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Common links between Abraham Lincoln and Benito Juarez

Abraham Lincoln’s birth date, February 12, by government decree has been folded in with George Washington’s birth date, February 18, to constitute something called President’s Day.   Living in the 1960s in a society that some said had too many national holidays, prompted the view that the United States could trivialize (and commercialize) anything.  Anthropologists had suggested this concept much earlier.

In the spirit of fastening unique things together, historians were popularizing the idea that Benito Juarez (1806-1872) and Abraham Lincoln (1809-1865) had much in common.  It was common in the 1960s, for instance to call Juarez “the Mexican Lincoln.”  That is intellectually a much more profitable exploration.
Lincoln, a fledgling politician when he opposed President James K. Polk’s war on Mexico (April 24, 1846 to February 2, 1848), not only sympathized with Juarez’s cause, but was angered by France’s intention (partially concealed but very real) of imposing a Hapsburg Emperor, Ferdinand Maximilian, on the newly created Mexican “empire.”  This audacious move not only violated the United States’ Monroe Doctrine but also posed a more immediate threat: French aid to the Confederate cause.   Napoleon III bet that Lincoln, tangled in the tragedy of the Civil War (1861-1865) and his resources spread thin, could not come to Juarez’s aid.  Napoleon launched an all-out war against the Mexican government – aided by the wealthy Mexican elite, large landowners and the Catholic Church.  Many of these factions were blinded by their Francophilia, which would persist until the 1910 Revolution exploded and sent them running.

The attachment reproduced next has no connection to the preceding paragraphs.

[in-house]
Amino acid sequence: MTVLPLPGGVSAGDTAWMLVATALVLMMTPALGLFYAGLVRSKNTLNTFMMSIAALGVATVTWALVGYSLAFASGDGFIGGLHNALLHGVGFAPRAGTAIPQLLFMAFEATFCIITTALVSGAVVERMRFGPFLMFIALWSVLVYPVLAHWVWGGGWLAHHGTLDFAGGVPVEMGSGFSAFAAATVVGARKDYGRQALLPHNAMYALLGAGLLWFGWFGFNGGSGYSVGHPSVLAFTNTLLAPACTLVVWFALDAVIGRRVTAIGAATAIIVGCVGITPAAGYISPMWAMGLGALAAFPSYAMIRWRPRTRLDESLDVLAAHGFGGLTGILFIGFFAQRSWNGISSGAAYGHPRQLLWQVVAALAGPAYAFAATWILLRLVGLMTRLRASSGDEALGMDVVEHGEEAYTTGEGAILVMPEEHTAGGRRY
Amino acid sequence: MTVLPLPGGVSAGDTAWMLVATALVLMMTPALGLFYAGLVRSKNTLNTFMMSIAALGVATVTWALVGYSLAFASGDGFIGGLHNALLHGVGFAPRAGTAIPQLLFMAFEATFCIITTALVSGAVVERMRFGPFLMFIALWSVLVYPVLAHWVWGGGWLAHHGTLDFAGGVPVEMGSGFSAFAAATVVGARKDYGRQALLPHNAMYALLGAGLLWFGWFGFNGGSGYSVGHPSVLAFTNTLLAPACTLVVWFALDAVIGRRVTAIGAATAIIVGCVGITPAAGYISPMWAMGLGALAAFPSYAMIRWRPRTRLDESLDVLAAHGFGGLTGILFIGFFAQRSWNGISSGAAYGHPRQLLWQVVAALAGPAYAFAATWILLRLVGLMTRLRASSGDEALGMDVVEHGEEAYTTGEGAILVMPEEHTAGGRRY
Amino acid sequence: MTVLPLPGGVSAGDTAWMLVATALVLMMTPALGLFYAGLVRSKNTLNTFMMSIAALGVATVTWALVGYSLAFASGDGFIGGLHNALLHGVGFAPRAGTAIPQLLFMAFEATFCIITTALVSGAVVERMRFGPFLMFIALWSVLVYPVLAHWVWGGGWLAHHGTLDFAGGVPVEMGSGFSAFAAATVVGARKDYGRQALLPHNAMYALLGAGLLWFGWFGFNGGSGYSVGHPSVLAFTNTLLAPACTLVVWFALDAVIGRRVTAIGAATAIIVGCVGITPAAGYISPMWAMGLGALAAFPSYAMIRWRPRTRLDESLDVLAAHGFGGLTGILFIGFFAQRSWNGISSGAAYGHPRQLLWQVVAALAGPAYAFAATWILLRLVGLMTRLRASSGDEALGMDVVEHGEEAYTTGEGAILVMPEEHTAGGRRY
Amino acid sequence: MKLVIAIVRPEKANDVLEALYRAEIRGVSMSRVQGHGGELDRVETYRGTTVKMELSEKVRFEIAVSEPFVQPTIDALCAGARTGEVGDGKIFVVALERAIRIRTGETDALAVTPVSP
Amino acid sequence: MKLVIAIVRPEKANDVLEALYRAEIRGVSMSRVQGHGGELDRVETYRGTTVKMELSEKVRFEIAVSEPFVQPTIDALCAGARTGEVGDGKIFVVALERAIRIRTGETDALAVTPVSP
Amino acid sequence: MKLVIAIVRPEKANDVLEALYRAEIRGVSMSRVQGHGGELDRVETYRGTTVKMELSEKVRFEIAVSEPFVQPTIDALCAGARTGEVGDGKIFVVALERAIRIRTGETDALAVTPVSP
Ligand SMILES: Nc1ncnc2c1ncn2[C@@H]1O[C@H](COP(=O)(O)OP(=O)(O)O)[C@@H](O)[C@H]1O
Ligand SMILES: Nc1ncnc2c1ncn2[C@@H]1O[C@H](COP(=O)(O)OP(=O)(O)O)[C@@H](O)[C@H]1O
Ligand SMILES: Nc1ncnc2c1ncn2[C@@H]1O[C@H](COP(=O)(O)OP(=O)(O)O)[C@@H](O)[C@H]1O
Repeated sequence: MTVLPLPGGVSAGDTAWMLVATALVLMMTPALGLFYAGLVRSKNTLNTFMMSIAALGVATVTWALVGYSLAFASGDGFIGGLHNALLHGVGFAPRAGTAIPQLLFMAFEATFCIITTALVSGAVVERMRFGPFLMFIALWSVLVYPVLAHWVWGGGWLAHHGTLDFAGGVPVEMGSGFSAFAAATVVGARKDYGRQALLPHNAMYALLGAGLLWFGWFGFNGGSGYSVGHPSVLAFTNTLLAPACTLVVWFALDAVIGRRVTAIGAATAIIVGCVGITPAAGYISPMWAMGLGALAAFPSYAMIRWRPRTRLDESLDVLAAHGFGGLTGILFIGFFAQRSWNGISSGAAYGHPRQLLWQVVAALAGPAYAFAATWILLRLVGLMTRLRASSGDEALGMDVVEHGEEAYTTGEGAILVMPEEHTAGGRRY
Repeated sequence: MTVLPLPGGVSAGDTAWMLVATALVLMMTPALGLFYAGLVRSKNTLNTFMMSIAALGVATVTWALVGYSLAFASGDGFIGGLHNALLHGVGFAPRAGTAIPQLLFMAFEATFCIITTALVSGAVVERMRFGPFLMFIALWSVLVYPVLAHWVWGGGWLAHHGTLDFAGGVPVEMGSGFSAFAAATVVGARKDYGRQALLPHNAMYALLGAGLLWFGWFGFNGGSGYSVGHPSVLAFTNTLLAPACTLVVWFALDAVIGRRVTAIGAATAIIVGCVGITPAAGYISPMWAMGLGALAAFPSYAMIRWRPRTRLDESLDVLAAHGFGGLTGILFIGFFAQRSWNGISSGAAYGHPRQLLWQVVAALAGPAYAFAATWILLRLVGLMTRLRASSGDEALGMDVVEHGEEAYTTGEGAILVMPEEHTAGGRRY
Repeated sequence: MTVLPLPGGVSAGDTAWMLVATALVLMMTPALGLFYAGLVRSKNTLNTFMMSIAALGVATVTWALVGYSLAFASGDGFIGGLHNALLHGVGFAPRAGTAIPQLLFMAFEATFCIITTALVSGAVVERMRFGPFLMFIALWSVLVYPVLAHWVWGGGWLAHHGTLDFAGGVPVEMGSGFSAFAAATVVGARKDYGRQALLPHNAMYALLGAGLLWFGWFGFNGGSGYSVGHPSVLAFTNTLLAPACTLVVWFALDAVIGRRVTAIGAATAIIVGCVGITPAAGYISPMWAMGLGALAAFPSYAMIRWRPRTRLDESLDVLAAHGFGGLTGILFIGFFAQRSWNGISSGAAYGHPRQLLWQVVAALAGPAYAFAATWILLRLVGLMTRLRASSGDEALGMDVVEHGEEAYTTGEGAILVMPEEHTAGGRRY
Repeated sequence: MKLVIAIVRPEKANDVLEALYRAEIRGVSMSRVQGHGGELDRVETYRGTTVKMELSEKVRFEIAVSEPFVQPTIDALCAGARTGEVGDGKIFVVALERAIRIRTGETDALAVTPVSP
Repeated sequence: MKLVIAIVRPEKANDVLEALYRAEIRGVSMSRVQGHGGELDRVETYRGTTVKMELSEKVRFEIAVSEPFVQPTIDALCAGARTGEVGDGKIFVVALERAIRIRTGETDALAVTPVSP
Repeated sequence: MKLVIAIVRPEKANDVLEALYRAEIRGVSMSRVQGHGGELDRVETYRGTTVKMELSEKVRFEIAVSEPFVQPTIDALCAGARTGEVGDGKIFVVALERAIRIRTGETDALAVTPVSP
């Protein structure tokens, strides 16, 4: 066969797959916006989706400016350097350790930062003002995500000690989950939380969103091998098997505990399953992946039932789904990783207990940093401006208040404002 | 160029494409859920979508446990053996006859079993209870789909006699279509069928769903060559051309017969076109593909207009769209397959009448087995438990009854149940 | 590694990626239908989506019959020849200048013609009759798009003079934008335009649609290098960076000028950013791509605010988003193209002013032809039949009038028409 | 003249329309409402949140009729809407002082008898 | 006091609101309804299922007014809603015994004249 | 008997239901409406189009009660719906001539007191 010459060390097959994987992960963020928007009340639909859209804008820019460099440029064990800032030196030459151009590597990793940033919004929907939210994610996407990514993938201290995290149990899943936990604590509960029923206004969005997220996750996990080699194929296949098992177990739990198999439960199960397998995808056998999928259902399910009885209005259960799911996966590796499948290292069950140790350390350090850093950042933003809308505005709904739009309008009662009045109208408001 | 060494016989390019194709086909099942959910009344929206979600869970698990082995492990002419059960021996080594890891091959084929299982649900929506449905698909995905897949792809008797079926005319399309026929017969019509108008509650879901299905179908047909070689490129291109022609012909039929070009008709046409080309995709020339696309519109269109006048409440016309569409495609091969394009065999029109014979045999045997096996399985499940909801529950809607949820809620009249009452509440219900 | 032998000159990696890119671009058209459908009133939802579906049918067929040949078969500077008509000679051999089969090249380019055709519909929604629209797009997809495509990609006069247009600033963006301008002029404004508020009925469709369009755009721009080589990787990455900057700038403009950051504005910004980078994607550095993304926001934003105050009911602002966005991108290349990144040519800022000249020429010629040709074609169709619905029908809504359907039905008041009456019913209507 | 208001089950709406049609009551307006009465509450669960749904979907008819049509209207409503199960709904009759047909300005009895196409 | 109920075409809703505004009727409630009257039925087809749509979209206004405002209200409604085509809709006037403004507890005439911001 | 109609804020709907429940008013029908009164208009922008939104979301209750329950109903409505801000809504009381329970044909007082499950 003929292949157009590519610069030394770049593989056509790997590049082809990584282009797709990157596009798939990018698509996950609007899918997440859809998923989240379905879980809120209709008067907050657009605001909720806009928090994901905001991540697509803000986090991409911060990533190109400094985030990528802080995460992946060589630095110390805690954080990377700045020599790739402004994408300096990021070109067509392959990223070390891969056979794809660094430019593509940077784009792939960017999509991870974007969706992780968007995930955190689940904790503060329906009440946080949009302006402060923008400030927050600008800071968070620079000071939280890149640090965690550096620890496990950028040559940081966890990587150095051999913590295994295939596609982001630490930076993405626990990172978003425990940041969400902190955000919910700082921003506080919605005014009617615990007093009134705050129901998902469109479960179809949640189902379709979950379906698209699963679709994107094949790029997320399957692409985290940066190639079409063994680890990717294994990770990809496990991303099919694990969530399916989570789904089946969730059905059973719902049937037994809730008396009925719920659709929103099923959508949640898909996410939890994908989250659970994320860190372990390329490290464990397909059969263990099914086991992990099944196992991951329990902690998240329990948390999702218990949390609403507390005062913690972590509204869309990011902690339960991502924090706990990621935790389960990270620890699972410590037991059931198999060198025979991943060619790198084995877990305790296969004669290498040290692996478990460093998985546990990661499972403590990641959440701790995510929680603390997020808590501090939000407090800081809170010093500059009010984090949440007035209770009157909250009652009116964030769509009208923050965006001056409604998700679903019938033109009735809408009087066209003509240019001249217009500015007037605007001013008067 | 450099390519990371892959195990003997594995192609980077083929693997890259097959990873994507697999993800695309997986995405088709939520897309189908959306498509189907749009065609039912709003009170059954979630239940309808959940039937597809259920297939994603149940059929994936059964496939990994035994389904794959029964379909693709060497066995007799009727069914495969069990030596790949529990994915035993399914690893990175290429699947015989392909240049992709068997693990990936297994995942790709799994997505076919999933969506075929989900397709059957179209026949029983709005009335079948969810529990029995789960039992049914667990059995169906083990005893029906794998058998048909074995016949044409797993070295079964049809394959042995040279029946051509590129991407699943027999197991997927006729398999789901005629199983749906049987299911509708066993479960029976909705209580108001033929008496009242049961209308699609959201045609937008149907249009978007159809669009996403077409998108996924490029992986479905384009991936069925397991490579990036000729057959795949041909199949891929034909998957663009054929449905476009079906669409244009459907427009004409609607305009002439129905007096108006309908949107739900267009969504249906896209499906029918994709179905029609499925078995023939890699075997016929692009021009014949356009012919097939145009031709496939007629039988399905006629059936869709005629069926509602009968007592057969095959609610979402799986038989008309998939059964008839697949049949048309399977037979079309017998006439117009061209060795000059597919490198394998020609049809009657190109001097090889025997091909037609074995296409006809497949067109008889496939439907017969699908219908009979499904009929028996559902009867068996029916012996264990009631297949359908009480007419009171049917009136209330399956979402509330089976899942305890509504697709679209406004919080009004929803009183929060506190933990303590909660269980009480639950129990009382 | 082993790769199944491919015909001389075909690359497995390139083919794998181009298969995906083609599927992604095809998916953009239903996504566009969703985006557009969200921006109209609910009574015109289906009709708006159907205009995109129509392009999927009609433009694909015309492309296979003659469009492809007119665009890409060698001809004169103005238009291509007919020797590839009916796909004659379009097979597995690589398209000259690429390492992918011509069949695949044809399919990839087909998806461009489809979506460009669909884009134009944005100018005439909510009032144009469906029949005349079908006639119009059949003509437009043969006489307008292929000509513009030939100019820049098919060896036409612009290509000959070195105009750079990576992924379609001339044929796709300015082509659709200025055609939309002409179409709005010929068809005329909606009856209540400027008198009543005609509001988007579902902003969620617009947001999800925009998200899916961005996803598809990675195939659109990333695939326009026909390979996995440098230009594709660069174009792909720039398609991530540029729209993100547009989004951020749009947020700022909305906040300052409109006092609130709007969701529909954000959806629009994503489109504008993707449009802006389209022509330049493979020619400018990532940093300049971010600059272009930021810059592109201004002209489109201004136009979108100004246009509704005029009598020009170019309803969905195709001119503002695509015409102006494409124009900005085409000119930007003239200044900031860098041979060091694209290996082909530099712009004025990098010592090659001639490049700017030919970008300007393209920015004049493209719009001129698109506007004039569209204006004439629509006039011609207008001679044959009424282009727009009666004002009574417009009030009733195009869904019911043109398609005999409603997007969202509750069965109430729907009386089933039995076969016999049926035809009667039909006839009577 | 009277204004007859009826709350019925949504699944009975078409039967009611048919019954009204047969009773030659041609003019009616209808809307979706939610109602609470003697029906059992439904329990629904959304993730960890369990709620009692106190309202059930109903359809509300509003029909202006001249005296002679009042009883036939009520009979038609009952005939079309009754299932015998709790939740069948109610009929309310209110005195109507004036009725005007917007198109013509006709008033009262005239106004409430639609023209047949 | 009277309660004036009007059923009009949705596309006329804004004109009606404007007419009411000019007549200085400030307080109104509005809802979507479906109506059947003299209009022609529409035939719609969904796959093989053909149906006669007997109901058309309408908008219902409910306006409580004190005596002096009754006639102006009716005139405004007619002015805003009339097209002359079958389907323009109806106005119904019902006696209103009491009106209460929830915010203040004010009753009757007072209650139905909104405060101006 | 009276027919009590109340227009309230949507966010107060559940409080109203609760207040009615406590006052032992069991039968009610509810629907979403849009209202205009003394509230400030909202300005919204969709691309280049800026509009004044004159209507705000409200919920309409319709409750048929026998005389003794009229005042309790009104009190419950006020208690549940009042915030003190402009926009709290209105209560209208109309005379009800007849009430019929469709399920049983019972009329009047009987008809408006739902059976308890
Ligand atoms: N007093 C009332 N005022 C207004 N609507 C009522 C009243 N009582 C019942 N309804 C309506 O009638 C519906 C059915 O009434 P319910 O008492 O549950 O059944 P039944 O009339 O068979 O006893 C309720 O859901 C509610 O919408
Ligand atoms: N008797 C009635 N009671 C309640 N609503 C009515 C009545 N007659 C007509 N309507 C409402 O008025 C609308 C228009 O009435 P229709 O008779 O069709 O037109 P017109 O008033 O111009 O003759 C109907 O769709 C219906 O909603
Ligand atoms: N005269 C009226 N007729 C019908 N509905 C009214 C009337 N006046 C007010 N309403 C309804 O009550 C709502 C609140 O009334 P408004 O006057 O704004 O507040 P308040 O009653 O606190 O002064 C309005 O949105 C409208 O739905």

But the doomed if bloody French occupation of Mexico prompted Lincoln, after a few early victories, to be confident enough to begin sending contingents of troops (most of them poorly commanded) to the U.S.-Mexican border, and, more successfully, sending arms across the border to juarista guerrillas.  Europe’s “greatest” army found that they only conquered the ground they stood on at any one time.  Meanwhile, Juarez, in his black coach, moved his government to San Luis Potosi, then to Saltillo, and onward, eventually successfully persisting in his fragile, persistent crusade to bring a lawful government to Mexico. 

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